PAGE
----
[Haskell-cafe] Why Not Haskell?
Hans van Thiel
hthiel.char at zonnet.nl
Fri Aug 4 12:17:42 EDT 2006
I'm wondering why I can't find any commercial Haskell applications on
the Internet. Is there any reason for this?
I can think of the following possibilities only:
1) Haskell is too slow for practical use, but the benchmarks I found
appear to contradict this.
2) Input and output are not good enough, in particular for graphical
user interfacing and/or data base interaction. But it seems there are
several user interfaces and SQL and other data base interfaces for
Haskell, even though the tutorials don't seem to cover this.
3) Haskell is not scaleable for commercial use. This looks unlikely to
me, but could this be a factor?
4) Haskell is open source and licensing restrictions forbid commercial
applications. I haven't seen any such restrictions, but is this a
problem for the standard modules?
Are there other reasons why there seem to be just a few thousand
(hundred?) Haskell programmers in the world, compared to the 3 million
Java programmers and x million C/C++ programmers?
The reason I ask is that in the early nineties I wrote a data mining
/machine learning program. This was not a commercial success and since
then I've been working as a free lance IT journalist. As such I covered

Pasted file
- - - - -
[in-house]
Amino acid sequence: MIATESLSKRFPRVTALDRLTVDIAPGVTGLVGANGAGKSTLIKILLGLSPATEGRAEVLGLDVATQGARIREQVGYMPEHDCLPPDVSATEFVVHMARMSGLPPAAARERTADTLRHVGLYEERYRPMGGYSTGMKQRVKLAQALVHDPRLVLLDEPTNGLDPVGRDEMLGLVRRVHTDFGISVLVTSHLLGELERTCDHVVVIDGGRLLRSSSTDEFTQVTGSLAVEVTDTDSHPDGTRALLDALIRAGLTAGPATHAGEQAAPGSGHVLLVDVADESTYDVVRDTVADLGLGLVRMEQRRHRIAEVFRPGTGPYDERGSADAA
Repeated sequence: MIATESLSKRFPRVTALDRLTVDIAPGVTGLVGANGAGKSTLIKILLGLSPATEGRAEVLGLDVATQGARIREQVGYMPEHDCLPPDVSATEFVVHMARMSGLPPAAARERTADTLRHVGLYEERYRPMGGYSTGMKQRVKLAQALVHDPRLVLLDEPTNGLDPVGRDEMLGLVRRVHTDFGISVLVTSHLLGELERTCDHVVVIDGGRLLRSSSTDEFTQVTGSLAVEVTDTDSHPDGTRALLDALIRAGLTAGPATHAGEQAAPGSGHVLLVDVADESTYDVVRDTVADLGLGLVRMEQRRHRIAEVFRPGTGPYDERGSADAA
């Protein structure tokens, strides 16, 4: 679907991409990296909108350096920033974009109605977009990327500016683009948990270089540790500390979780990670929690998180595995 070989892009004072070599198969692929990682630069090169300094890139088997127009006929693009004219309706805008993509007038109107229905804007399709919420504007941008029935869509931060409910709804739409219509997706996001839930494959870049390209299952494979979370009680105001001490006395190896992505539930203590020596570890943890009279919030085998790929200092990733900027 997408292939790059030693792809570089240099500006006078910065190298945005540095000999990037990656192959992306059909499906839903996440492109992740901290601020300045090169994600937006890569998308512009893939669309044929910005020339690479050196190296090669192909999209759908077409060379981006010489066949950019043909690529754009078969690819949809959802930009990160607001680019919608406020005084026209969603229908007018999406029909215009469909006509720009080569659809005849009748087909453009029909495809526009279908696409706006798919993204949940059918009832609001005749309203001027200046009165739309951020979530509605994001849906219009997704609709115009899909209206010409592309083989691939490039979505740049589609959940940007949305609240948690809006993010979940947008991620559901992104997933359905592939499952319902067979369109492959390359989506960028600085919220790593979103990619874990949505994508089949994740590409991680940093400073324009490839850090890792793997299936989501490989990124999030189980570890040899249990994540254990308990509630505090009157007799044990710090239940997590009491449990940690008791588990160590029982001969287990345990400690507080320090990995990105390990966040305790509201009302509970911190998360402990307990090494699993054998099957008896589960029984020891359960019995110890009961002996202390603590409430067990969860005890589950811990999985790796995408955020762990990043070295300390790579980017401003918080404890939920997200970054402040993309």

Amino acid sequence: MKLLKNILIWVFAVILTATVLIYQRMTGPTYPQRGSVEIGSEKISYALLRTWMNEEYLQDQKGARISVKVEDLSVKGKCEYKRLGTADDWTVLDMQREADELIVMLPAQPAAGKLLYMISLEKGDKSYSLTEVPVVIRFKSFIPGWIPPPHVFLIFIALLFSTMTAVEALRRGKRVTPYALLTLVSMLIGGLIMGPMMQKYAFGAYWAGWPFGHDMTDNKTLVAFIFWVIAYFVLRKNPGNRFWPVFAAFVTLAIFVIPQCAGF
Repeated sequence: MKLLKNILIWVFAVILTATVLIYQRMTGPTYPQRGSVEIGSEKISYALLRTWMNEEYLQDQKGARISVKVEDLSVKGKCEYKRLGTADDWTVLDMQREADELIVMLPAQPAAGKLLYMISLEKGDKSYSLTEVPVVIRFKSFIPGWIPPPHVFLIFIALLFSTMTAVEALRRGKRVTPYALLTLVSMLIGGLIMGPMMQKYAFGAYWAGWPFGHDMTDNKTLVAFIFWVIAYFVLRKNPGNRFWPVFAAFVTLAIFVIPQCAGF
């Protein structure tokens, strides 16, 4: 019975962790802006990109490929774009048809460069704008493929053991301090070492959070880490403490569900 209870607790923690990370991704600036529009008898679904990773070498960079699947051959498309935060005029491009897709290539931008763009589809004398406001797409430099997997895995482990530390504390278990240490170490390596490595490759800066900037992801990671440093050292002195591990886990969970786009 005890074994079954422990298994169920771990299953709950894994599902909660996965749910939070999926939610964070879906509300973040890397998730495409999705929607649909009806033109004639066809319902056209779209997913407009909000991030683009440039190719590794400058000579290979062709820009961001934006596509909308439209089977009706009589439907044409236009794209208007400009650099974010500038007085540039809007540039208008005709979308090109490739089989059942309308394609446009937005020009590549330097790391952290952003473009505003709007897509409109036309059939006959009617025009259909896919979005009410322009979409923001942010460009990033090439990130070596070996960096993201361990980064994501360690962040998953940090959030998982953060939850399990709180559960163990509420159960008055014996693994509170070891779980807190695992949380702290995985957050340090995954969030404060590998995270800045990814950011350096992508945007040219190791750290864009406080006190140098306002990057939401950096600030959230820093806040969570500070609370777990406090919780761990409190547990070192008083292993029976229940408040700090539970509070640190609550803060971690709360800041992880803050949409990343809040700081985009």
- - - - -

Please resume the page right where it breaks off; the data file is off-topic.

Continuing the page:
the O'Reilly European Open Source Convention in Amsterdam last year and
there I heard of Haskell. I became interested and started learning from
the available free tutorials and Hugs.
As an aside, I'd like to thank all those people. I really appreciate
their work and I'd like to single out Hal Daume III's 'Yet Another
Haskell Tutorial', while not diminishing the other authors in any way.
Meanwhile I kept working on a data mining algorithm in my spare time and
finally I came up with something that appears to work. While I was
learning Haskell, I thought, why not try this part of the algorithm as a
Haskell exercise. I could easily test it in Hugs.
To my own surprise, after only a few weeks of this, I had a working
prototype of my algorithm, printed out on less than 3 pages, using only
standard functions in the Prelude.
So, I'm really impressed by the power of Haskell, and I'm just a
Now I'm trying to come up with a business model for my algorithm and to
avoid the mistakes I made 10 years ago. There is a lot of difference
between a prototype and a working tool, and then there is a lot of
difference between a working tool and a successful commercial
application. Probably it doesn't make much sense to try and develop a
tool in C++ or even Java, but if I have to go on my own on this, maybe
Haskell could be feasible, both for fun and profit.
So, that's the background of my question (while introducing myself to
the Cafe at the same time).
Why hasn't Haskell made it into the business world (yet), after being
available for 15 years, or is this the wrong question?
Many thanks for your comments,
Hans van Thiel
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